For as long as she can remember, Licity Collins has connected with catchy songs, orchestral layered sound, and detailed, storied lyrics.

The first album she owned was Beethoven’s Fifth (aka Symphony No. 5) with Schubert’s Unfinished Symphony on the flip side. Her first eight-track was Tony Orlando and Dawn. And when she was old enough to buy her own music, she bought the cassette of Paul Simon’s Greatest Hits etc.

“I’ve sung my whole life and had an amazing, radical music teacher in elementary and middle school that believed in the voices of youth,” recalled Collins of Ojai. “She was the one who saw and nurtured my voice.”

Collins continued to nurture her talent in high school, even sneaking out to rehearse a Janis Joplin cover with her friend’s high school band.

“But ultimately I couldn’t pursue that because my family would have never allowed it,” she said, “But the feeling infected my blood and became my dream.”

Today, “the passion I have for music comes from the way it reached into the isolation I experienced at different moments in my life,” Collins said. “It was music that confirmed my existence. I hope my music can give that kind of emotional validation to others.”

To that end, Collins is currently working on her debut album, One Girl Town, slated for release in 2017. She is recording the album at Colourbox Recording in Ventura with engineer and producer Jeff Evans.

One Girl Town is a timeless appeal to the part within each of us that feels invisible in a world where being noticed has become a prerequisite for being human,” Collins explained. “One Girl Town reinstates the humanity we have lost. Its lyrics and sounds use tradition to speak to our modern dilemmas. It is a restorative record. It brings us back to ourselves.”

This is not folk rock, Collins emphasized. Rather, she said, “It is folk that rocks.” “One Girl Town rocks your core until it awakens to find what has long been missing,” Collins said. “It rocks your heart like a baby in need of a gentle, loving hand.”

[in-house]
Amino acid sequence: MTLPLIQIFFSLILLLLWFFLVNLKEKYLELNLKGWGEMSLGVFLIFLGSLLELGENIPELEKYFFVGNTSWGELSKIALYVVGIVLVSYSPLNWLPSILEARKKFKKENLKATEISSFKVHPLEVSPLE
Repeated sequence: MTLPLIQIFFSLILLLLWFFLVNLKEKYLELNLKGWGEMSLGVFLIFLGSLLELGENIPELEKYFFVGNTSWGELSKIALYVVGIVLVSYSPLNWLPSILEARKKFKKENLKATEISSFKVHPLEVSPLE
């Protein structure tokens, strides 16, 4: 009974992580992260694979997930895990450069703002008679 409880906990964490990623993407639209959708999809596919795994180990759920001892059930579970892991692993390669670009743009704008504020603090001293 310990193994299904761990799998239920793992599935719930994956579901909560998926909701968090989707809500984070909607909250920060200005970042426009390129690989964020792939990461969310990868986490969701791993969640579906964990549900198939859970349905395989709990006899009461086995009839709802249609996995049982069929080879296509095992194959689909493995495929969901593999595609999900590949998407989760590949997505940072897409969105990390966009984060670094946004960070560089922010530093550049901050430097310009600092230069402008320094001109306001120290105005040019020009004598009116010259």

“I was kind of a hermit for the first three years I lived in Ojai,” Collins remembered. “I was uncovering so much about who I was as a person; things I hadn’t known about myself were coming up and shaking my foundations.”

During that time, she became unsure of how to represent this “mutating self” to others.

“I grew anxious in even the most benign social activities,” Collins said. “Any adventurous impulse was concentrated internally in a rigorous search for freedom — a layer-by-layer excavation of mistruths, false identities and imbalanced expectations imposed by the outside world.”

This finally began to unveil some kind of rudimentary internal structure, she said, “something I could count on to be the real me.” These songs emerged from that process.

“I hope it offers people landmarks, beacons of hope, in their own process of internal growth and external freedom,” Collins said. “I want to make the kind of music that becomes personally important to people. I want to reach into our isolated places and help people feel witnessed. I want their stories to become the stories they hear behind the songs.”

Raised in Washington, D.C., Collins lived in New England, Chicago, Portland and Los Angeles before moving to Ojai in 2012.

“I kept telling people I wanted to live in a small town that was close enough to a big city with art museums and classical music venues,” Collins said. “And over and over people responded, ‘Oh, you mean Ojai?’ That’s how I heard of it. I got my first guitar a month after I moved here.”

Over the years, she has performed at small cafés, house concerts and local community centers.

“I am new on the music scene so I have been keeping things pretty small as I craft the sound that is coming forward on the album,” Collins said. “My next step is to put together a band, and then I will expand my performances.”

Today, she describes herself “as having the exposed heart of a folk singer” and “the fearless soul of classic rock.”

“I love folk music’s way with words, and classic rock is lodged in my bones,” Collins said. “I write songs to keep people company. That’s what I think music does best – keeps us company in the moments of our lives. Carries us through. Helps us to feel less alone, gives us a sense of being understood, heard and cared for.”

Licity Collins plays Saturday, Feb. 11, 12 p.m. at the Sandbox Coffeehouse, 204 E. Thompson Blvd., Ventura. For more information, visit